Meet China's Father of Stand-up Comedy, Li Dan
Too busy to get your daily dose of RADII? We got you every Tuesday with a summary of all the freshest takes on China’s youth culture in the last week.
- Meet China’s ‘father of stand-up comedy’ who helped usher a subculture into the limelight.
- Chinese history and mythology differentiate the sci-fi fantasy novel ‘Zachary Ying and the Dragon Emperor’ from its contemporaries.
- Some might argue that Pikachu is cuter, but KFC's Psyduck toy has stolen the show. Find out why.
- While Kweichow Moutai plans to open more iMoutai ice cream parlors across China, the chain has not received a warm embrace from the public.
- Not to be mistaken for the World Health Organization, WHO (Shanghai) is behind a series of sarcastic — and sometimes spine-chilling — short videos.
- It’s official: RADII is on TikTok!
Intrigued? Keep scrolling, my friend.
Having a Laugh: Li Dan and His Stand-up Comedy Kingdom
Walks of Fame is a monthly column covering renowned personalities from China (or of Chinese heritage) who have made waves in their respective industries. This month, RADII brings you none other than household name and stand-up comedian Li Dan.
“When I returned to China in 2013, I was more popular than stand-up comedy itself,” quips Chinese American comedian Joe Wang in the first episode of Rock & Roast’s fourth season, Tencent’s popular stand-up comedy contest. Both joke and keen observation rolled into one, Wang’s comment encapsulates stand-up comedy’s relatively late start in China.
Much has changed in the past decade, however. A constant figure in this rising phenomenon is Li Dan.
A standout comedian, Li is also the curator and host of Rock & Roast. Many credit him with introducing stand-up comedy, once a subculture, to the greater public in China.
Far from an overnight success, Li has had to work his fingers to the bone. But hard work usually has a way of proving worthwhile. In 2012, he made his steep ascent from scriptwriter to guest star on Shanghai’s Tonight 80’s Talk Show.
In the decade since his debut on the celebrated Shanghai TV program, the 33-year-old has worn multiple hats — comedian, poet, screenwriter, author, and ‘king of punchlines’ — and accumulated 8.8 million followers on Weibo.
One of his most quoted lines, “Be happy my friends; the world is not worth being taken too seriously (人间不值得),” has been pinned to his Weibo page for years — long enough for the phrase to spread like wildfire and be taken out of context, especially by proponents of the ‘lying flat’ generation.
Recognizable for his round spectacle frames, signature changshan attire, and carefree attitude toward life, Li is also responsible for the saying, “All pretty faces look the same; one interesting soul is to be found among a million (好看的皮囊千篇一律，有趣的灵魂万里挑一).”
Li, whose stardom represents the ‘Chinese dream’ and a ‘modern dilemma,’ is well aware of the contradictory tags attached to his name: ‘Pessimistic comedian,’ ‘nihilist businessman,’ and ‘lazy workaholic’ only just scratch the surface.
New Chinese Buzzword ‘Let It Rot’ Takes ‘Lying Flat’ to New Heights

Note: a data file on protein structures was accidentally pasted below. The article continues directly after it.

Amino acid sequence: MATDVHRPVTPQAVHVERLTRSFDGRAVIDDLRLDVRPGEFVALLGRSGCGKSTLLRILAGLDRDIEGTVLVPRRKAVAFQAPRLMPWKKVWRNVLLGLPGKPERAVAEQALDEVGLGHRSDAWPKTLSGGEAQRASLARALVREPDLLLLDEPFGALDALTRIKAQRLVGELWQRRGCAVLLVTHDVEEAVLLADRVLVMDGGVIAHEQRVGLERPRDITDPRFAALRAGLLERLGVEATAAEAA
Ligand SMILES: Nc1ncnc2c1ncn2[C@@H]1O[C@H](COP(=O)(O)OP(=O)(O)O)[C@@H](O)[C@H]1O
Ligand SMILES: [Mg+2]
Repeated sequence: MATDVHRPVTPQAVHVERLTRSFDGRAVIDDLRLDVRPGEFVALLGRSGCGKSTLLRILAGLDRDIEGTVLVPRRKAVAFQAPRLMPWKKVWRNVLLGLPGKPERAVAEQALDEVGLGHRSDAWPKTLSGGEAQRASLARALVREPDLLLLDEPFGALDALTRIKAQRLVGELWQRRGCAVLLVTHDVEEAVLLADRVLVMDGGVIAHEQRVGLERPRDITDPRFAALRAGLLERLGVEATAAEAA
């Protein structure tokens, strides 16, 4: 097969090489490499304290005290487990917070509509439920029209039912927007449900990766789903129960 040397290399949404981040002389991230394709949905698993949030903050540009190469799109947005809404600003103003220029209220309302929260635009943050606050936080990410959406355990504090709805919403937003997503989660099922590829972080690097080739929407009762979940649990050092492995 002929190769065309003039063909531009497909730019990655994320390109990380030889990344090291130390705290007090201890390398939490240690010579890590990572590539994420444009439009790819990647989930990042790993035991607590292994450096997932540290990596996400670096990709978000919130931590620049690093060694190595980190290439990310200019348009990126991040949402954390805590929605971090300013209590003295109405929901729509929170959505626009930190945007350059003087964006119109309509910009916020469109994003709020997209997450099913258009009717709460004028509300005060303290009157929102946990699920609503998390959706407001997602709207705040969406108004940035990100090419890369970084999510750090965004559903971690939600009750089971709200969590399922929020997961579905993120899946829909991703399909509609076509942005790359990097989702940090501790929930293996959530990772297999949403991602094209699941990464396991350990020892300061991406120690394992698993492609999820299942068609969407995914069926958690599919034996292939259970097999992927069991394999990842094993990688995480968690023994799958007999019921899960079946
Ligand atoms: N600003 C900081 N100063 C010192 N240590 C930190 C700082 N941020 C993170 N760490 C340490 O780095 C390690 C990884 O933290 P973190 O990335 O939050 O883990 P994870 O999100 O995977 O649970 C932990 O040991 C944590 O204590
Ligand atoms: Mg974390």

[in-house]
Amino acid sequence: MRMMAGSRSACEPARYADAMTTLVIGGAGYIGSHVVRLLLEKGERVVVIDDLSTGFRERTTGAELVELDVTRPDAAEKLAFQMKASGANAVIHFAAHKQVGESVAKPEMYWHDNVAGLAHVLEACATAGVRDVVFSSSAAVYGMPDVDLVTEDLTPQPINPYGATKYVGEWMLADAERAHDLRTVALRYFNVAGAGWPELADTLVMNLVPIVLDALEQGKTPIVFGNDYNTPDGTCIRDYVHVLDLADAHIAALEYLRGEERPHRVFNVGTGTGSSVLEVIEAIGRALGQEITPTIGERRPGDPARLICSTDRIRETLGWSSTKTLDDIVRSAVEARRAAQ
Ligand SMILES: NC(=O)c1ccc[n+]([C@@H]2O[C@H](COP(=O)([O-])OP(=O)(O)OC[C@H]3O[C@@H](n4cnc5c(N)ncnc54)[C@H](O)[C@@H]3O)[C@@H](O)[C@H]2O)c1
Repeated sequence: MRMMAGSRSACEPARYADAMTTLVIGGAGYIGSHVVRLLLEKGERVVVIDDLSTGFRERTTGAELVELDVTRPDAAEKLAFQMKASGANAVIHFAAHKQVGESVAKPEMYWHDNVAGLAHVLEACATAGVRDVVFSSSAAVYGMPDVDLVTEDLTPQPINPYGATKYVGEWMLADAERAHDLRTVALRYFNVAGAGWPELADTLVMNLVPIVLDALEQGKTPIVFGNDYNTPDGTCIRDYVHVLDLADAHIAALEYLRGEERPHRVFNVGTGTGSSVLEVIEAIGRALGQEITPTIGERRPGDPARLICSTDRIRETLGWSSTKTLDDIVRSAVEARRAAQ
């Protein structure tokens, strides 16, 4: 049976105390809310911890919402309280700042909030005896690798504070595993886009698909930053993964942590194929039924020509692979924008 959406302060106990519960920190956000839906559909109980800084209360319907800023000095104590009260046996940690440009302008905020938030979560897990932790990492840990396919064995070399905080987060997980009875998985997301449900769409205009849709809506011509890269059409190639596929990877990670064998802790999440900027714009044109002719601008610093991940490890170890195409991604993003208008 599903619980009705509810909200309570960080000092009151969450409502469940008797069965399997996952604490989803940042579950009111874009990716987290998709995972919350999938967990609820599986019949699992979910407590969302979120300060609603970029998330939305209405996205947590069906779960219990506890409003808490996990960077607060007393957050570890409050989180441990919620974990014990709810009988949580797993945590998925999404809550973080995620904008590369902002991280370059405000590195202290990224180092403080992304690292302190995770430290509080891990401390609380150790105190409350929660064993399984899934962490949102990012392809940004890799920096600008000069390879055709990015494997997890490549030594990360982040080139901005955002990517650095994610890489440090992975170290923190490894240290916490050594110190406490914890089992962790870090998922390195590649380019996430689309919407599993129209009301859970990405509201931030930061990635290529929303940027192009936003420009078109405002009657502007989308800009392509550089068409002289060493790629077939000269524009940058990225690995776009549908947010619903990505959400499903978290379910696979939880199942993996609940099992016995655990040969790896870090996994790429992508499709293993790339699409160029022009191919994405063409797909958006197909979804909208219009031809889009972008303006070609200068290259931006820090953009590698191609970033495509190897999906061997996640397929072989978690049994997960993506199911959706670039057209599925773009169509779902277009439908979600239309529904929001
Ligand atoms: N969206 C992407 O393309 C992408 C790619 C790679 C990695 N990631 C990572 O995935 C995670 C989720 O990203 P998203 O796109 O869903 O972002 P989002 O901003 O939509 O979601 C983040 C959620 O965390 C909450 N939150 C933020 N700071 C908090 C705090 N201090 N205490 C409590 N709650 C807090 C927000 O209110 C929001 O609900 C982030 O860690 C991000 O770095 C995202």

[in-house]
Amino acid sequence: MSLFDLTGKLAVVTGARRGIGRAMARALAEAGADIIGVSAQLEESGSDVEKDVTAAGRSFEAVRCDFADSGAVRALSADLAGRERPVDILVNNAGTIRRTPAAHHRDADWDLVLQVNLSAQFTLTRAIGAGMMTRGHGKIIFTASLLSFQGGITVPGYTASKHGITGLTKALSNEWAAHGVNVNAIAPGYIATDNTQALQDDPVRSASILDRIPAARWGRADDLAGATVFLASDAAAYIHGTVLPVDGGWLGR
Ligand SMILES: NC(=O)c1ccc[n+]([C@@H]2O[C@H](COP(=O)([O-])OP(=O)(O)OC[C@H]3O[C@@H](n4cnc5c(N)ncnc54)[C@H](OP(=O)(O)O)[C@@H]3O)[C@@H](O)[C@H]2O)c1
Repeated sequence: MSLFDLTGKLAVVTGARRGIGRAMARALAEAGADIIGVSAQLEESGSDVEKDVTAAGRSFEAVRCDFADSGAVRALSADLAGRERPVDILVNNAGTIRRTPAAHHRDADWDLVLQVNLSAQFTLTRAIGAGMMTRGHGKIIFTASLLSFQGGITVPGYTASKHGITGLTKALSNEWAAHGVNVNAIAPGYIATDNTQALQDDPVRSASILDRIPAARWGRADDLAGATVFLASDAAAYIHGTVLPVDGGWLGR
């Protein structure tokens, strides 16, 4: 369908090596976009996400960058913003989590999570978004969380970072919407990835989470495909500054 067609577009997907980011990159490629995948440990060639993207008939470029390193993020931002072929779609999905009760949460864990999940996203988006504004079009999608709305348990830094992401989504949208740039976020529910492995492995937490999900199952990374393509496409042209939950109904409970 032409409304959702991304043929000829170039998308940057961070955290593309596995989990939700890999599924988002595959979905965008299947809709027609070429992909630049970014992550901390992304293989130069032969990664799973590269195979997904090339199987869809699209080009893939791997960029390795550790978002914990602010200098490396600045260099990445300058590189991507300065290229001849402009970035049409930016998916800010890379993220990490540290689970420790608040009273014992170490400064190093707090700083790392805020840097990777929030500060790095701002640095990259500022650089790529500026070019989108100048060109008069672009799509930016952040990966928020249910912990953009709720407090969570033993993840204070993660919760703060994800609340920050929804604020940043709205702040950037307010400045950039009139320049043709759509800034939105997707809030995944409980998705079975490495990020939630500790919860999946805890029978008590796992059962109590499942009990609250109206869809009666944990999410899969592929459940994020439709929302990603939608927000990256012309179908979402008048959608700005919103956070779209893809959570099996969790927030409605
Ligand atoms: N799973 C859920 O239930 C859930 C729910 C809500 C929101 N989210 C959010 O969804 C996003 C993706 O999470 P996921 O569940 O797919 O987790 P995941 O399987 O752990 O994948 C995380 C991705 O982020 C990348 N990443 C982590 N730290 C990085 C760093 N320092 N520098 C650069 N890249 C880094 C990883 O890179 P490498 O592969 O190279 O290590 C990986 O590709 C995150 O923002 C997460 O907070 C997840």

Even with countless errands on your to-do list, do you find yourself taking excessive breaks, scrolling through social media, or binging one Netflix series after another? If yes, congratulations: You’ve joined the ranks of Chinese youth who are ‘lying flat,’ or at least claim to do so.
In this involuted era triggered by China’s intense ‘996’ work culture, new slang terms are being coined to capture young people’s sense of doom and despondency.
The latest to join the Chinese lexicon is ‘let it rot’ (bailan 摆烂).
‘Let it rot’ means to let things that are already beyond repair deteriorate. Some suspect that the word originated from NBA fan circles and was used to describe teams that intentionally tank games or lose on purpose to secure a competitive advantage in the next round.
The phrase was picked up by Chinese gaming communities after reportedly being popularized by ‘Big Eggplant’ (大茄子), a livestreamer known for using colorful language.
Not long after, memes related to ‘Let it rot’ began circulating the internet and became embraced by the masses.
Unsurprisingly, many of said commenters are caught in Shanghai’s drawn-out lockdown or other cities in China that are experiencing movement restrictions. The buzzword describes how they have gone into ‘goblin mode’ and are enjoying it.
Whether the ‘let it rot’ mentality represents the final stages of cynicism among Chinese youth remains to be seen. Meanwhile, all we can do is sit tight while enjoying a tidal wave of memes on the Chinese web.
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- From retro videogames to boys' love-inspired jasmine tea, brands have gotten creative to help divert your attention from lovey-dovey couples this Chinese Valentines Day.
- Guess which Chinese filmmaker has EXACTLY the same degree as Taylor Swift?
- One restaurant's Thai milk tea packaged as laundry detergent has sparked heated discussions over food safety on Chinese social media.
Are you a gifted meme maker? Or a storyteller crazy about Chinese youth culture? Take a look below, because we’re currently hiring for the following positions:
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